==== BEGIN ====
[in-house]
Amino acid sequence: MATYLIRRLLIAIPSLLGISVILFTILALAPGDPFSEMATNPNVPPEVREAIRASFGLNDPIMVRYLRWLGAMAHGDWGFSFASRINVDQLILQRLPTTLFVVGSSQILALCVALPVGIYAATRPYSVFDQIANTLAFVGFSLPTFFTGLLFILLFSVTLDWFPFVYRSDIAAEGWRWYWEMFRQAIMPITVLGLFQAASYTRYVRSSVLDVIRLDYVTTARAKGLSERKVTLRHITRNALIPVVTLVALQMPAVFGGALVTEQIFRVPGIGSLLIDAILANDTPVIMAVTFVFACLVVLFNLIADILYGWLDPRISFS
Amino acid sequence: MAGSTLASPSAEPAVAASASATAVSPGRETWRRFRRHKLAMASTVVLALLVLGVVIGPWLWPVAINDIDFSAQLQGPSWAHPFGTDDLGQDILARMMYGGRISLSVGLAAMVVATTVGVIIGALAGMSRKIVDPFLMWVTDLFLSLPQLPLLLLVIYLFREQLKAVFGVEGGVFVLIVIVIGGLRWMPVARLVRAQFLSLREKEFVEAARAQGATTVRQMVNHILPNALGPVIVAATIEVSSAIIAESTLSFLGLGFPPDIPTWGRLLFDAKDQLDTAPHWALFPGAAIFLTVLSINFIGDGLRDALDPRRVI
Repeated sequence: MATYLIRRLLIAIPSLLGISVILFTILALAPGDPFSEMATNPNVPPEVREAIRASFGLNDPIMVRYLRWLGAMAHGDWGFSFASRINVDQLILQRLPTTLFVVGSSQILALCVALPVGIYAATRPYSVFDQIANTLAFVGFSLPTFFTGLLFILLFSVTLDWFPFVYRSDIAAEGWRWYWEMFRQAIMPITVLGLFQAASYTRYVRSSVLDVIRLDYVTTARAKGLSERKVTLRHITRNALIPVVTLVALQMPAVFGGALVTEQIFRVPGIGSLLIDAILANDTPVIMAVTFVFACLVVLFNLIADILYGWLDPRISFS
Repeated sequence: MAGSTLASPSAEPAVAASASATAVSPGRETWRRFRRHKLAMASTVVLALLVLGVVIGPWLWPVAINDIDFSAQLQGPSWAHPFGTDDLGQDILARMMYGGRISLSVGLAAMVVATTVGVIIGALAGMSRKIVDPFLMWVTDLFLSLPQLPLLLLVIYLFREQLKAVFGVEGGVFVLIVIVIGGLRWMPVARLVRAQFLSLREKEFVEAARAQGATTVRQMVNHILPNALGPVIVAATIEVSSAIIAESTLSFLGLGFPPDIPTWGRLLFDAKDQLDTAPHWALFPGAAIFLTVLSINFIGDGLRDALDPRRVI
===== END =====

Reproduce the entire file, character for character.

[in-house]
Amino acid sequence: MATYLIRRLLIAIPSLLGISVILFTILALAPGDPFSEMATNPNVPPEVREAIRASFGLNDPIMVRYLRWLGAMAHGDWGFSFASRINVDQLILQRLPTTLFVVGSSQILALCVALPVGIYAATRPYSVFDQIANTLAFVGFSLPTFFTGLLFILLFSVTLDWFPFVYRSDIAAEGWRWYWEMFRQAIMPITVLGLFQAASYTRYVRSSVLDVIRLDYVTTARAKGLSERKVTLRHITRNALIPVVTLVALQMPAVFGGALVTEQIFRVPGIGSLLIDAILANDTPVIMAVTFVFACLVVLFNLIADILYGWLDPRISFS
Amino acid sequence: MAGSTLASPSAEPAVAASASATAVSPGRETWRRFRRHKLAMASTVVLALLVLGVVIGPWLWPVAINDIDFSAQLQGPSWAHPFGTDDLGQDILARMMYGGRISLSVGLAAMVVATTVGVIIGALAGMSRKIVDPFLMWVTDLFLSLPQLPLLLLVIYLFREQLKAVFGVEGGVFVLIVIVIGGLRWMPVARLVRAQFLSLREKEFVEAARAQGATTVRQMVNHILPNALGPVIVAATIEVSSAIIAESTLSFLGLGFPPDIPTWGRLLFDAKDQLDTAPHWALFPGAAIFLTVLSINFIGDGLRDALDPRRVI
Repeated sequence: MATYLIRRLLIAIPSLLGISVILFTILALAPGDPFSEMATNPNVPPEVREAIRASFGLNDPIMVRYLRWLGAMAHGDWGFSFASRINVDQLILQRLPTTLFVVGSSQILALCVALPVGIYAATRPYSVFDQIANTLAFVGFSLPTFFTGLLFILLFSVTLDWFPFVYRSDIAAEGWRWYWEMFRQAIMPITVLGLFQAASYTRYVRSSVLDVIRLDYVTTARAKGLSERKVTLRHITRNALIPVVTLVALQMPAVFGGALVTEQIFRVPGIGSLLIDAILANDTPVIMAVTFVFACLVVLFNLIADILYGWLDPRISFS
Repeated sequence: MAGSTLASPSAEPAVAASASATAVSPGRETWRRFRRHKLAMASTVVLALLVLGVVIGPWLWPVAINDIDFSAQLQGPSWAHPFGTDDLGQDILARMMYGGRISLSVGLAAMVVATTVGVIIGALAGMSRKIVDPFLMWVTDLFLSLPQLPLLLLVIYLFREQLKAVFGVEGGVFVLIVIVIGGLRWMPVARLVRAQFLSLREKEFVEAARAQGATTVRQMVNHILPNALGPVIVAATIEVSSAIIAESTLSFLGLGFPPDIPTWGRLLFDAKDQLDTAPHWALFPGAAIFLTVLSINFIGDGLRDALDPRRVI